When two brothers organize the robbery of their parents' jewelry store the job goes horribly wrong, triggering a series of events that sends them, their father and one brother's wife hurtling towards a shattering climax.
Philip Seymour Hoffman,
In late 1950s New York, Tom Ripley, a young underachiever, is sent to Italy to retrieve a rich and spoiled millionaire playboy, named Dickie Greenleaf. But when the errand fails, Ripley takes extreme measures.
The story of Detective Agustin Rejas, a man clinging to the hope of an impossible love in an impossible world. Tracking Ezequiel, a delusional anarchist who incites the downtrodden masses to join in his brutal revolution against the fascist government in their unnamed Latin American country, Rejas finds solace in his sense of self-respect and the joy that his daughter and wife bring him. Then he meets Yolanda--his daughter's soulfully beautiful ballet teacher--a woman who sparks his long-forgotten passions and represents all that is good and all that is corrupt in their troubled country. But she, who appears to be a shelter from the storm, may in actuality be the storm's eye. Ultimately, as the revolution intensifies and the net closes around hunter and hunted alike, the dancer's truth will prove as elusive as the revolutionary's cause and the detective's peace. Written by
Sujit R. Varma
The story is inspired by the Maoist insurgency in Peru known as the Shining Path. Its leader Abimael Guzmán, who was known by the nom de guerre President Gonzalo, was captured in an apartment above a ballet studio in the capital Lima in 1992. The ballet teacher Yolanda was based on Maritza Garrido Lecca, the woman in whose apartment Guzmán was found. Bardem's character was inspired by Benedicto Jimenez and General Antonio Ketin Vidal, the leading figures responsible for Guzmán's capture. See more »
Throughout the film, Ezequiel also denounces Chinese Premier Deng Xiaoping. Deng ruled China from 1976 to 1989. However, when Det. Lt. Agustín Rejas browses through several women's magazines such as Glamour, he encounters "recent" pictures of models such as Josie Maran and Gisele Bündchen. Maran didn't start her modeling career until 1990, a year after Deng left office. See more »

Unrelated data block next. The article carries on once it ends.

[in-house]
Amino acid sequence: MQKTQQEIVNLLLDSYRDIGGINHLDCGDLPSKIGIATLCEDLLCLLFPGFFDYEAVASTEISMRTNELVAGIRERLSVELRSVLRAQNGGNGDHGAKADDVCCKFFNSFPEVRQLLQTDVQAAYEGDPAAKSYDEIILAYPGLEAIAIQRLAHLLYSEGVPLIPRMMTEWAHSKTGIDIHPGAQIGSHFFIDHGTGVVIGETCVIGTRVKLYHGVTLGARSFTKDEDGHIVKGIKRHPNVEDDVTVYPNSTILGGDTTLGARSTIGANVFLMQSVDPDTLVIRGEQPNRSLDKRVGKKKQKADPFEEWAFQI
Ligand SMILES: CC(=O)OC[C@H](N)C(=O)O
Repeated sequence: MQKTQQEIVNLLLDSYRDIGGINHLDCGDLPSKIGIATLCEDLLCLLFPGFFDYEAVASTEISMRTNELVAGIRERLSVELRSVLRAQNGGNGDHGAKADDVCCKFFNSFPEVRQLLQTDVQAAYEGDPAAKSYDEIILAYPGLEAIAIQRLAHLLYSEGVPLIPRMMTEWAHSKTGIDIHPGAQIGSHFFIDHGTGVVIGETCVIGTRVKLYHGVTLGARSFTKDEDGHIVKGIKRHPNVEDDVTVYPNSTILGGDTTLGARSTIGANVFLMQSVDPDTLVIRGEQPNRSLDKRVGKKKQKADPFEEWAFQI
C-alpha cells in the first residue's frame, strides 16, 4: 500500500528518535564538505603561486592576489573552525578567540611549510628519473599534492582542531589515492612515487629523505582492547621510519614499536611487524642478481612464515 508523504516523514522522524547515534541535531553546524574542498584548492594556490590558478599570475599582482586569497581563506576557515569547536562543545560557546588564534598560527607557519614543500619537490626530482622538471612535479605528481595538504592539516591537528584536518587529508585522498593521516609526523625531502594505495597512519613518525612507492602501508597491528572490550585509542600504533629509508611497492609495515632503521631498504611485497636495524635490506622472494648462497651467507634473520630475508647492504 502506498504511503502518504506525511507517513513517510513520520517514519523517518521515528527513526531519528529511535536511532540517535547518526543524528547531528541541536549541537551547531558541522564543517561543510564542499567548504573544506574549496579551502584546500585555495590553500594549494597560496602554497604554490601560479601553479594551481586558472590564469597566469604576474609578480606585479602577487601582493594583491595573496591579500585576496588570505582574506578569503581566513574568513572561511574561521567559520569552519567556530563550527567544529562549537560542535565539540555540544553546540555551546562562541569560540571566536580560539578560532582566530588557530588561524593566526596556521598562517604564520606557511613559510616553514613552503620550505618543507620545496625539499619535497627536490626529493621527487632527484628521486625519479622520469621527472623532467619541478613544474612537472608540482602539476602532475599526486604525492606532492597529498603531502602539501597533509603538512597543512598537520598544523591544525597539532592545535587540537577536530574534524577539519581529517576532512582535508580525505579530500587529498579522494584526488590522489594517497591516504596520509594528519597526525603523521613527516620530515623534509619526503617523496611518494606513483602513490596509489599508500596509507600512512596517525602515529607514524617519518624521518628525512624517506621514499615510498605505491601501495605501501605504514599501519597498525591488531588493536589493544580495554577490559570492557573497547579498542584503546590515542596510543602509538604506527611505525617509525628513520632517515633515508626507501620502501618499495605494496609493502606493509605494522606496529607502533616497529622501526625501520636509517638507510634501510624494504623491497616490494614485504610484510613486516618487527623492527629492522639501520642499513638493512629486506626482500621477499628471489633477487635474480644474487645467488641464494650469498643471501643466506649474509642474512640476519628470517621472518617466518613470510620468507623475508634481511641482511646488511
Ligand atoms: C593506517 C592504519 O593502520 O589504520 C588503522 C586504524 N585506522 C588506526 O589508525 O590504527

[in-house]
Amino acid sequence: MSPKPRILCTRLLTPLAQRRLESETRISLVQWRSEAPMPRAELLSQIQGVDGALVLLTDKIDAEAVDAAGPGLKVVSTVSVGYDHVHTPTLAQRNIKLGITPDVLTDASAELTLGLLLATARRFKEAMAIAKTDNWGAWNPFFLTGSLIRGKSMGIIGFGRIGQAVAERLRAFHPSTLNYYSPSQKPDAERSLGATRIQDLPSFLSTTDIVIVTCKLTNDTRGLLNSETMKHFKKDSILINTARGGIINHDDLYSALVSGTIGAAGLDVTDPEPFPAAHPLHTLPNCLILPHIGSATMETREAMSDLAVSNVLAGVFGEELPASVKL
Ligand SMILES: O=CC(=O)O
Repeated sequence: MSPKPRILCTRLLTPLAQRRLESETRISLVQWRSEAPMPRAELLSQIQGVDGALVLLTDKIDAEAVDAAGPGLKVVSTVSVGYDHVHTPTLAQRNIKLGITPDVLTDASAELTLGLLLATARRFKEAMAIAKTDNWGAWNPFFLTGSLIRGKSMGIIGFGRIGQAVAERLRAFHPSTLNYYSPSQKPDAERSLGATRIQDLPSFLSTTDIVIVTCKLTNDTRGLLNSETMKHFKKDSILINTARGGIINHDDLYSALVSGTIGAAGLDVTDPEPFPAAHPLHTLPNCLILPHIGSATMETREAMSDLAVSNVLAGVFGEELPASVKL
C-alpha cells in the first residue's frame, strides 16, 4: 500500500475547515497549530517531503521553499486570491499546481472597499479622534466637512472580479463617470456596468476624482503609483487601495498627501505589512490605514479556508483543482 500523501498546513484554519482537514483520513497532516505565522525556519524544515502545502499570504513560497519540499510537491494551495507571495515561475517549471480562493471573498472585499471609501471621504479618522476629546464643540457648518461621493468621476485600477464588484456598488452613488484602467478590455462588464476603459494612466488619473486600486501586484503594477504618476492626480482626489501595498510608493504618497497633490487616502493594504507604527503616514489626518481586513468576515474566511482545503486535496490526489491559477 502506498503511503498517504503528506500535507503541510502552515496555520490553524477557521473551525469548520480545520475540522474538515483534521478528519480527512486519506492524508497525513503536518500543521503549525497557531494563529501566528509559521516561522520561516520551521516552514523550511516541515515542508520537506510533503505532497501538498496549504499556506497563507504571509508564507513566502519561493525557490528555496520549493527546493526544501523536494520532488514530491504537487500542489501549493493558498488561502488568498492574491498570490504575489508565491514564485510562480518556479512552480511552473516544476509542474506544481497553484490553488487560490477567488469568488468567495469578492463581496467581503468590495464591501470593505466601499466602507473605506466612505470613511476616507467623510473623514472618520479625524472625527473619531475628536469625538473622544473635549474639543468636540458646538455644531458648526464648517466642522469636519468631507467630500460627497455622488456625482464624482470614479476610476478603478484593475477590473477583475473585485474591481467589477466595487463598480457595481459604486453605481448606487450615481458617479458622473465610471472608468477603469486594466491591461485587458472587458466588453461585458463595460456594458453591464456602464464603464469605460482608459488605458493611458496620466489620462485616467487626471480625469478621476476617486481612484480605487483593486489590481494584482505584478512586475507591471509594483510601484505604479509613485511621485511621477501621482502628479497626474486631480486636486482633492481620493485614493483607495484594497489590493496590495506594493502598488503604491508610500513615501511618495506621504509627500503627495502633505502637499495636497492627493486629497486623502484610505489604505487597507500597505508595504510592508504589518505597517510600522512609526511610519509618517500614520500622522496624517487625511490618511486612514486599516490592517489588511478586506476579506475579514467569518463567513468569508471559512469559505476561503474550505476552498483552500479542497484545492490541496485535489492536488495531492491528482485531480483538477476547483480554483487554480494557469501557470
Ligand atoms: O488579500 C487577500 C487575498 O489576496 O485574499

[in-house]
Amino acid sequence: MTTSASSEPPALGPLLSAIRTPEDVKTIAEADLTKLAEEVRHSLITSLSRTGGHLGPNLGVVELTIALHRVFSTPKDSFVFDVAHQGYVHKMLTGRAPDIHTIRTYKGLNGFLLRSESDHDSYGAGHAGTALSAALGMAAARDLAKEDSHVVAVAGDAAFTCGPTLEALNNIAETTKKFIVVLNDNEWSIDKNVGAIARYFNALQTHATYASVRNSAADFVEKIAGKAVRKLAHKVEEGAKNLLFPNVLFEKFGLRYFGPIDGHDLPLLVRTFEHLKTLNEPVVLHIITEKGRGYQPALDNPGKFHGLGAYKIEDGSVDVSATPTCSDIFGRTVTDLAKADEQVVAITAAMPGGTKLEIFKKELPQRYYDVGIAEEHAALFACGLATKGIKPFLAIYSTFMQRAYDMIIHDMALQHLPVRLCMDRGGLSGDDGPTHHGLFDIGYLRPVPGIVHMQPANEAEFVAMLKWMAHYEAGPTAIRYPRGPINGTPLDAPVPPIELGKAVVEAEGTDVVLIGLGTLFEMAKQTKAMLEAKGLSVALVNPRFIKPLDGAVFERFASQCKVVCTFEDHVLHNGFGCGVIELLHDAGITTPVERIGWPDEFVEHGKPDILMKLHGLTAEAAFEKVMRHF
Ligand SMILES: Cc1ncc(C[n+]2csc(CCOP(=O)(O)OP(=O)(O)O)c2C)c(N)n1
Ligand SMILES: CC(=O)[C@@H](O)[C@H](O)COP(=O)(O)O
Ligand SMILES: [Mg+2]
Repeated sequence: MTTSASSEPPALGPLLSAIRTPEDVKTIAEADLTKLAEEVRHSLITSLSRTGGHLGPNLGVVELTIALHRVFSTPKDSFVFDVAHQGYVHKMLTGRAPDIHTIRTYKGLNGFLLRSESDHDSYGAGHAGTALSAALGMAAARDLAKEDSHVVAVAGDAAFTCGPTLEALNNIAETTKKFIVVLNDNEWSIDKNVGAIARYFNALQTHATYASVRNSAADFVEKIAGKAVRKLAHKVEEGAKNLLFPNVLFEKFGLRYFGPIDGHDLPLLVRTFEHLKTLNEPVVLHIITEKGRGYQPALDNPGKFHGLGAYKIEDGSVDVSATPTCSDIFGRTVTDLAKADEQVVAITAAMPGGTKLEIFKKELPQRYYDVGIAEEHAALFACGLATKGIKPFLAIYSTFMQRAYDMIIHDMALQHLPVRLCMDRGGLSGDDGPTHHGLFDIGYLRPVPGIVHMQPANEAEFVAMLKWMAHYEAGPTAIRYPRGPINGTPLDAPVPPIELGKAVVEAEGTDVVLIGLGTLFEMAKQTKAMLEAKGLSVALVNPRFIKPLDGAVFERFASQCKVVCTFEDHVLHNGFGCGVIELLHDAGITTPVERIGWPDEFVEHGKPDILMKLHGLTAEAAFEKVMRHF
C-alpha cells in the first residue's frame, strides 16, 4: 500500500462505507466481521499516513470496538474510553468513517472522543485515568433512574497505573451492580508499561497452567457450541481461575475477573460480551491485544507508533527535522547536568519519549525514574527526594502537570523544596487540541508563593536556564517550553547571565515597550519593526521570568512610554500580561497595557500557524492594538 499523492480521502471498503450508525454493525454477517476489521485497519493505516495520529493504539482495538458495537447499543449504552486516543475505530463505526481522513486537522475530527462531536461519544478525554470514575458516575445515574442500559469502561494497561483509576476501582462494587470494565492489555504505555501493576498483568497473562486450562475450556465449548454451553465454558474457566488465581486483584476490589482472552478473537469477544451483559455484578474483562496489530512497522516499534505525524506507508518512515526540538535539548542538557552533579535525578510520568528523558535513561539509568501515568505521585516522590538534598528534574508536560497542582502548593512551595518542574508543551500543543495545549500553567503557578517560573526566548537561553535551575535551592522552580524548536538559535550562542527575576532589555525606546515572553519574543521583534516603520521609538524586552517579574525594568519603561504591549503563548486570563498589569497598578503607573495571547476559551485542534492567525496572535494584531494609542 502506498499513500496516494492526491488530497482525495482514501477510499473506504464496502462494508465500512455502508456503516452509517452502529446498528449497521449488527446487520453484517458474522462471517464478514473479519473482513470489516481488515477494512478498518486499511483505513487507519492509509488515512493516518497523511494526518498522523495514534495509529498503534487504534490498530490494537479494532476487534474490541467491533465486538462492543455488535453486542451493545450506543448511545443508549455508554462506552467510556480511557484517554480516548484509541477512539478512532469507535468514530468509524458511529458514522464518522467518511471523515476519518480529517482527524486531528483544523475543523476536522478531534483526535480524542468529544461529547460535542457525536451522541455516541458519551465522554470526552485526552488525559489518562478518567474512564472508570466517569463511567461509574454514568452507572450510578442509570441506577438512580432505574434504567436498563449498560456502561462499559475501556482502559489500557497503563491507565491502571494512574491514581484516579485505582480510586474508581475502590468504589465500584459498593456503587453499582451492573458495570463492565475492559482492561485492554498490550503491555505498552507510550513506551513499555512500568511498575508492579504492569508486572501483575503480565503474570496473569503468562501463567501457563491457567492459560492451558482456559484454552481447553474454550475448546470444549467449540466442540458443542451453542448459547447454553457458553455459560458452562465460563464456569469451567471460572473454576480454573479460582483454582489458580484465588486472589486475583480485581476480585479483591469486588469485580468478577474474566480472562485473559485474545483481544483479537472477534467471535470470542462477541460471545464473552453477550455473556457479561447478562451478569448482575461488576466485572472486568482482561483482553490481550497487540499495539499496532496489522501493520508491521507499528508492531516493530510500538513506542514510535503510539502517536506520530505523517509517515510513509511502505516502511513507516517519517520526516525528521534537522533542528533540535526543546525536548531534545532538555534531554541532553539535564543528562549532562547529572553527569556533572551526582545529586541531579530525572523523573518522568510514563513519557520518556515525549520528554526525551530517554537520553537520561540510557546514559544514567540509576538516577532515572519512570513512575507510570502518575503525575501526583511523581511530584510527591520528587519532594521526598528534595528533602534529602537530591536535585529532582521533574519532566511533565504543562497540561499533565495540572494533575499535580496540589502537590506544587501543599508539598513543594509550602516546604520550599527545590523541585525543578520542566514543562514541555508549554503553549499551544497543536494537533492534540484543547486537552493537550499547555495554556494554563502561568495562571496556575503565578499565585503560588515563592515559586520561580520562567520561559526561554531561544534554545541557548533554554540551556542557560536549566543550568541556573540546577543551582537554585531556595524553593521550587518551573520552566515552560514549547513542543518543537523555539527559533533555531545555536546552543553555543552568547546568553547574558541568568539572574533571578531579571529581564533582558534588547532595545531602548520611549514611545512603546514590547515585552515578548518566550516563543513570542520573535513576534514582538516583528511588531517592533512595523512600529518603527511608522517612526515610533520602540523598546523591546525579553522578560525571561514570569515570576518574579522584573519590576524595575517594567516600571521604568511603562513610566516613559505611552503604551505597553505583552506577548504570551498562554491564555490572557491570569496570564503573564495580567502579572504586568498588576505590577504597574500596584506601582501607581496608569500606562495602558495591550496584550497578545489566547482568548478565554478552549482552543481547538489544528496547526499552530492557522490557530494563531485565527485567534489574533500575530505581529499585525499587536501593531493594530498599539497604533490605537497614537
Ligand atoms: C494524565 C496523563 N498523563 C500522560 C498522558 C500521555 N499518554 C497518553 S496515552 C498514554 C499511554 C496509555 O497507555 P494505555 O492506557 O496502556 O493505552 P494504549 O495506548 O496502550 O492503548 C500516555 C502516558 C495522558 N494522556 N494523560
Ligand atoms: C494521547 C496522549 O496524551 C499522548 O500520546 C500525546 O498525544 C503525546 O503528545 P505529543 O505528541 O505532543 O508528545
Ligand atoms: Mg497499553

[Rejas and Sucre are looking at a dead dog hanging from a lamp-post, with dynamite stuck down its throat]
What sort of a person would do that?
I don't know, but I wouldn't entirely rule out a cat-lover.
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The producers would like to thank ... the residents of Narcisos Street ... See more »
I would expect a movie directed by John Malkovich to be intense and specific. The Dancer Upstairs is that. It is a political movie that while popular in Europe, does not tend to draw well in the United States. Too bad.
The story tells the tale of a lawyer who has left the law looking for a better system. I don't know that becoming a police detective is that much better, but it serves the story. The story is set in a nameless Latin American country -- which also suits the story line.
Detective Lt. Agustín Rejas (Javier Bardem) has left a law firm where he was a junior partner, to join law enforcement -- with a conscious. He can give a break to a traveler whose papers are not quite right and he can be relentless in his pursuit of a terrorist.
Rejas has been victimized by the politics of his country. His father lost his coffee farm to the soldiers. His view of the judicial system has seen a rapist become president of the country. But still, Rejas finds joy in his beautiful dancer daughter and his wife -- who has a political mission of her own. Then he meets the free spirited dance instructor for his daughter.
Rejas works in a corrupt society where the fiscal corruption goes hand in hand with the moral and political corruption. The central government is all too ready to suspend civil rights and to put military law into effect. The military killing innocent people is fine as long as it suits the party.
Rejas attempts to live the just life and must deal with the corruption the best he can. This conflict is the heart of the movie. As he says, he has feelings about his father losing his farm and he is the Gary Cooper type.
Javier Bardem is excellent in the pivotal role. Juan Diego Botto does a very credible job as Detective Sgt. Sucre. Laura Morante is intoxicating as dance instructor focal point of the story.
I give this move a 9 for great story and suspense, excellent direction and fine acting. There is no sex and very brief nudity. The violence does tend to be horrific and there are depictions of cruelty to animals -- both central to the plot. This is far less than the typical Jason or Chainsaw movies gore.
I consider this an excellent direction debut for John Malkovich and look forward to his next feature film effort. It feels like Malkovich will fill a role similar to Robert Redford in films he has directed.
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